In the bustling kitchen of Fellowship-supported Mana Hama soup kitchen in Ashdod, a lone blonde woman, both focused and friendly, takes charge. Her name is Maya. She and a handful of other volunteers work in unison to prepare lunch for the dozens of homeless and downtrodden who are lined up outside the building.
Every day, Maya rises before the sun and makes her way to Mana Hama where she begins her daily routine. Day after day, the kitchen staff—with Maya’s guidance—feed Ashdod’s hungry. It’s an important role that Maya never envisioned herself in. But her life has been anything but predictable.
She was born in Volgograd, Russia, back when the city was called Stalingrad. Her mother survived World War II in a Jewish ghetto in Moldova. The Nazis created ghettos like hers to isolate Jews from both non-Jewish and other Jewish communities alike. It was the first step of Hitler’s Final Solution to wipe out the Jewish race.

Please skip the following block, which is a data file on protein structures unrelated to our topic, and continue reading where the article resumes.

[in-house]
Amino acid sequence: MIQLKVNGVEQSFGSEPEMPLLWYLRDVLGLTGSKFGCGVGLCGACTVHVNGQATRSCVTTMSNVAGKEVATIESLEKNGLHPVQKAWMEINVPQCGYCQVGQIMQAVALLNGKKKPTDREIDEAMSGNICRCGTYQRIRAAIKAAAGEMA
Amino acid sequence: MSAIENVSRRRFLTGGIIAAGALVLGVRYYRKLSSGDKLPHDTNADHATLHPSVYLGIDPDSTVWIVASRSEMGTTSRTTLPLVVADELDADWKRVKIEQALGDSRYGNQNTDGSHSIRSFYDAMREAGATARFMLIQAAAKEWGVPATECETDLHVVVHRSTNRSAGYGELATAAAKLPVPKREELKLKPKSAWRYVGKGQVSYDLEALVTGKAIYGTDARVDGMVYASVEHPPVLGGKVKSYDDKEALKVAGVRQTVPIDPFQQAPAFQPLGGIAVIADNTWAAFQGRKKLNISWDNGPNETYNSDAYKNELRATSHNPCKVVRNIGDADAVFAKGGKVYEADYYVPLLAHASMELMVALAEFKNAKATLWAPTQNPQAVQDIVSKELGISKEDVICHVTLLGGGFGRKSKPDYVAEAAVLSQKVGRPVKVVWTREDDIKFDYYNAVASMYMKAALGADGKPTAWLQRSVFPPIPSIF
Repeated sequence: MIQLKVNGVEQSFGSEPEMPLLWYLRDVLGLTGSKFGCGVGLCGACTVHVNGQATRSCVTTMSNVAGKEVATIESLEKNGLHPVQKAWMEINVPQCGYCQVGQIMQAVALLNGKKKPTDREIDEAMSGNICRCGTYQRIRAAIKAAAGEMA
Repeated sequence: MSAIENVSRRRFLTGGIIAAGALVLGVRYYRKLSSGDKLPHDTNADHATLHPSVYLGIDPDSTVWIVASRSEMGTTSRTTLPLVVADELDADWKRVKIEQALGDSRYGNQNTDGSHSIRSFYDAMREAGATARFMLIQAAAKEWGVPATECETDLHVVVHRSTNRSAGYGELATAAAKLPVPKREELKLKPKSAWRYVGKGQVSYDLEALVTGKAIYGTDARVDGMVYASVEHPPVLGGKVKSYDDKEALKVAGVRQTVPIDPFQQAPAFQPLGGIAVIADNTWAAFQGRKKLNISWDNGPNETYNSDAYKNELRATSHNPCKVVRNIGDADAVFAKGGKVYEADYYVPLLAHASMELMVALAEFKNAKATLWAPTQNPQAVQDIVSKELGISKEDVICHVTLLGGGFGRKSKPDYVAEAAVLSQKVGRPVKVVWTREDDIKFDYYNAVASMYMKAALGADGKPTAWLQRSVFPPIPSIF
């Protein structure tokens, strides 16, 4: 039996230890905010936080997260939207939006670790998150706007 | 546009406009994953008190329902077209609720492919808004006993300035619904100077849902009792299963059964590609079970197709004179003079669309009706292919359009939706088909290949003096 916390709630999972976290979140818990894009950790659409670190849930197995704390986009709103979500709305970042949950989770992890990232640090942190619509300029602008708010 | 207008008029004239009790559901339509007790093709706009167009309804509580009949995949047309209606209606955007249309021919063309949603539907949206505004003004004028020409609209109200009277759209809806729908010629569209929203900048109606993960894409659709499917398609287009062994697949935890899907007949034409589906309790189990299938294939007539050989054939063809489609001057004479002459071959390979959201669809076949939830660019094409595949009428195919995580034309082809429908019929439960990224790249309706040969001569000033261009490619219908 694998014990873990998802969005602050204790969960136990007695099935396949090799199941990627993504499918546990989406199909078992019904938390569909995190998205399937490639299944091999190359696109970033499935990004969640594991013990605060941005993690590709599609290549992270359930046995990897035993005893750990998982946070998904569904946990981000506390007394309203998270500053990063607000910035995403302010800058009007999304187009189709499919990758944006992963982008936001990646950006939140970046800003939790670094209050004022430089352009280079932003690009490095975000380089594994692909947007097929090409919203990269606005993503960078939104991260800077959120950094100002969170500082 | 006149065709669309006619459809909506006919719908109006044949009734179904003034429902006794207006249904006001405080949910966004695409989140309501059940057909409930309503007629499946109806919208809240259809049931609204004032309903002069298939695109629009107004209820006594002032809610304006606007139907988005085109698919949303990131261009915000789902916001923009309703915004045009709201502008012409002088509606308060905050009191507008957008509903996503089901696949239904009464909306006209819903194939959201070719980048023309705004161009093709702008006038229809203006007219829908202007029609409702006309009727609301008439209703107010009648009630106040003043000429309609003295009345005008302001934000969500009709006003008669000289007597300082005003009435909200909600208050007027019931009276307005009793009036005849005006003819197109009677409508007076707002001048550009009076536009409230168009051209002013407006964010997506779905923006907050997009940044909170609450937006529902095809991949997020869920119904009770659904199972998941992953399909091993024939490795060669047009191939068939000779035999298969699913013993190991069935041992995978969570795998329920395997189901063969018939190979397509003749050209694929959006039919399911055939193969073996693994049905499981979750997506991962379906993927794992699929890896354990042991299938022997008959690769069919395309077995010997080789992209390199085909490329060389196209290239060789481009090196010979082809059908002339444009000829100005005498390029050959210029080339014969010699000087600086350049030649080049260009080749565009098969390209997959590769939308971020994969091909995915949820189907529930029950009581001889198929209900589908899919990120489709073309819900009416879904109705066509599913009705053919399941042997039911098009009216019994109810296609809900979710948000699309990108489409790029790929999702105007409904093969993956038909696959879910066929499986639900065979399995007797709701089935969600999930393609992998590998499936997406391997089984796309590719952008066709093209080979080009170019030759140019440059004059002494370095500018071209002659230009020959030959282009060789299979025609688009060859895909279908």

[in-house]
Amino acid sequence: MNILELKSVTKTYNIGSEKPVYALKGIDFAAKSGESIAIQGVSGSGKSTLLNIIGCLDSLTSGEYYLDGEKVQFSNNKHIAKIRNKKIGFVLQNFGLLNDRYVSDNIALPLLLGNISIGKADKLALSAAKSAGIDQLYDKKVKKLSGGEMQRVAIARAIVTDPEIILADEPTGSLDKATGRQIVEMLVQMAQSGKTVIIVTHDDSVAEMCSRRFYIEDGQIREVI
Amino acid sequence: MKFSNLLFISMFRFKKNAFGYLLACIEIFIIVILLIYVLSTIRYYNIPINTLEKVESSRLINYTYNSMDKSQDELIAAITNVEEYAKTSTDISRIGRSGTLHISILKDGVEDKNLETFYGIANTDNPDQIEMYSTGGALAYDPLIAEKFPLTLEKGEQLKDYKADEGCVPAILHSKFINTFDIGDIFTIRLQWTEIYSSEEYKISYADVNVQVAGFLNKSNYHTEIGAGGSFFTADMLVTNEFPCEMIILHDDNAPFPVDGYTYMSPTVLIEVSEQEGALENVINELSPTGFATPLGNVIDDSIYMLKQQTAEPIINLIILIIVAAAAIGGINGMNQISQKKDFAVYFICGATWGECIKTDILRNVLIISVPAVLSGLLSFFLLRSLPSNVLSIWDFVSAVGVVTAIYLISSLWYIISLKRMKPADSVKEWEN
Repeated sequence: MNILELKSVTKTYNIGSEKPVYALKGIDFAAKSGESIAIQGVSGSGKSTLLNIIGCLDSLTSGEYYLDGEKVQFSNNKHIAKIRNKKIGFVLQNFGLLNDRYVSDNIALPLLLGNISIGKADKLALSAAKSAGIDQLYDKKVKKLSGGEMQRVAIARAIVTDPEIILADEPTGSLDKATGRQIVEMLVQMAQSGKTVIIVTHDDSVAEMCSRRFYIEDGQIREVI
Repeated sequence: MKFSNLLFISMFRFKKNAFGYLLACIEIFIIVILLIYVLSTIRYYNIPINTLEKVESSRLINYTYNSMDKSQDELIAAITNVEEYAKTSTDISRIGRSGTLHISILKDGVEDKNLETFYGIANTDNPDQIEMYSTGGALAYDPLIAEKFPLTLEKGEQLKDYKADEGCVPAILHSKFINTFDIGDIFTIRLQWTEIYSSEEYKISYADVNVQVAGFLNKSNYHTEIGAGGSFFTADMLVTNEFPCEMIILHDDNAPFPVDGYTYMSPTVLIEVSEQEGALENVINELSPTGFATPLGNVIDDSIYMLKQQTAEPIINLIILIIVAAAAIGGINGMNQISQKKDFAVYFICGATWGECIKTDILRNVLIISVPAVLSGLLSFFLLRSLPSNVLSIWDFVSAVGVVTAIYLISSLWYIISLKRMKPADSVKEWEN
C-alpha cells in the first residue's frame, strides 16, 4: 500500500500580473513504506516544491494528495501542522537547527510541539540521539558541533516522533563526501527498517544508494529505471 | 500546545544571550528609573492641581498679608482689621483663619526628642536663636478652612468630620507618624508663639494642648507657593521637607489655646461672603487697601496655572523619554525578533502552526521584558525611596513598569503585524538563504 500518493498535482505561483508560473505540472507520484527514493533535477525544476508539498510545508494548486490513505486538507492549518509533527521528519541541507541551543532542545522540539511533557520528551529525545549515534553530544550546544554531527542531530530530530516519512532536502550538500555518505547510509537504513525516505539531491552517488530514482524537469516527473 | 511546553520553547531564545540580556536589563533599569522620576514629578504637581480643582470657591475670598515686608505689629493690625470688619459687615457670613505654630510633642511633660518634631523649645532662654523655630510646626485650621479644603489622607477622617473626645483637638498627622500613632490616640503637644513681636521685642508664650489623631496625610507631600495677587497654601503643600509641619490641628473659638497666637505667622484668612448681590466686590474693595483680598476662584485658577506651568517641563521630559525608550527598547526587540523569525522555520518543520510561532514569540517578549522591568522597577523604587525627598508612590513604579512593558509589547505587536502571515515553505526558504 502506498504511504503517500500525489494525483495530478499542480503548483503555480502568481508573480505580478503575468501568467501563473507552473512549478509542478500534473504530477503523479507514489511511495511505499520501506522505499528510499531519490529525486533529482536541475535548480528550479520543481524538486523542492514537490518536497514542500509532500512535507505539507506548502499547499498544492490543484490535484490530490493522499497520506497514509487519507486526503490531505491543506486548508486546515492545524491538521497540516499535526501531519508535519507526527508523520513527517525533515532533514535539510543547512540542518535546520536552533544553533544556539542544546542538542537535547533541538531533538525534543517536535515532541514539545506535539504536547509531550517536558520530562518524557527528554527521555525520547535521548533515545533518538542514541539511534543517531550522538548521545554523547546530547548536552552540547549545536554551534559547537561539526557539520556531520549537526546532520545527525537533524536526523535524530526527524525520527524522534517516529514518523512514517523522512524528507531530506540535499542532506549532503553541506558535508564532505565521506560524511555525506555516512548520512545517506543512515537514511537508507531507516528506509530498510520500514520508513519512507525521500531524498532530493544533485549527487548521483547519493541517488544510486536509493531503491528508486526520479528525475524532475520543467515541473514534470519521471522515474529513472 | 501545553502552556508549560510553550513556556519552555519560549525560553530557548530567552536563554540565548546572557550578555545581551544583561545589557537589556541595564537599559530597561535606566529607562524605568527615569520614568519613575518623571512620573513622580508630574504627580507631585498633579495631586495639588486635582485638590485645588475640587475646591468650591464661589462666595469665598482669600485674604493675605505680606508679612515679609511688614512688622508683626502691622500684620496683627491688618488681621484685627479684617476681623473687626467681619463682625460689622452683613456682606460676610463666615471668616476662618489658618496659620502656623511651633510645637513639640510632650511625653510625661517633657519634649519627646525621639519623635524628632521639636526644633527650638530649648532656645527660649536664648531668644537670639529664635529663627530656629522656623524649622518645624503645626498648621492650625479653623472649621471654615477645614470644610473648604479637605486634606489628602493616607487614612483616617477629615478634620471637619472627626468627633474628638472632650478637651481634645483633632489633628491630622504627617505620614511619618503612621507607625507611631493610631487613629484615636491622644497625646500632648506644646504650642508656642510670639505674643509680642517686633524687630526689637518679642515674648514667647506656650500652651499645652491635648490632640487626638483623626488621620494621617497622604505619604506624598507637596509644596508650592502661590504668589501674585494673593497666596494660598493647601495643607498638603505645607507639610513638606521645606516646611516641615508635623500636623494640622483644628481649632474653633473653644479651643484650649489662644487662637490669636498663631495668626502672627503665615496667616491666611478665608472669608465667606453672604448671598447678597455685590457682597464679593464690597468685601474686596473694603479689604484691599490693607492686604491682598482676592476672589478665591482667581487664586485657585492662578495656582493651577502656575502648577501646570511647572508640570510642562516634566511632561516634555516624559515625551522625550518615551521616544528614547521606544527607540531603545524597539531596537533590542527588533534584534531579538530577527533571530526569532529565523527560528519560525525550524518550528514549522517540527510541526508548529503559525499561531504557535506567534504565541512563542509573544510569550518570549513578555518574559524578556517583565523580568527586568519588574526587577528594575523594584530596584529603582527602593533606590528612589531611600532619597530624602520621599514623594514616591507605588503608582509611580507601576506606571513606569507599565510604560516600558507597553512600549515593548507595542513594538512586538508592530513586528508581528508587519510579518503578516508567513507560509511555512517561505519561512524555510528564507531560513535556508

Maya grew up in Russia mired in poverty but content. She married and fulfilled her dream of making aliyah (immigrating to Israel) when the two moved in 1997. Life in Israel has still been extremely difficult. Unable to work and with minimal income, they are forced to live in a hostel. All their money goes to rent with none left for food. Still, they are happy to be in Israel where their hearts felt called, and they are grateful for the kitchen.
For the past six years, Maya has served her community from 5:30am–2:30pm every day. She works tirelessly over massive pots of soup and stew, she tends to dozens of chickens cooking to perfection in an oversized oven, she slices vegetables for salads, and if she has a moment to rest, she has a moment to clean. This is her way of saying thank you, her way of giving.
She discovered Mana Hama when she and her husband could go hungry no more. And as they returned for meals, she realized the kitchen was understaffed and in need of help. She didn’t hesitate to volunteer her service and culinary skills—much to everyone’s benefit.
Many of the kitchen’s daily patrons come from afar like her; she serves friends from Ethiopia, Poland, Romania, Russia and beyond. She says they share the common thread of relying on the kitchen to eat and survive.
“This is one big family!” she says with a laugh and a grin.Tags: Faces of the Fellowship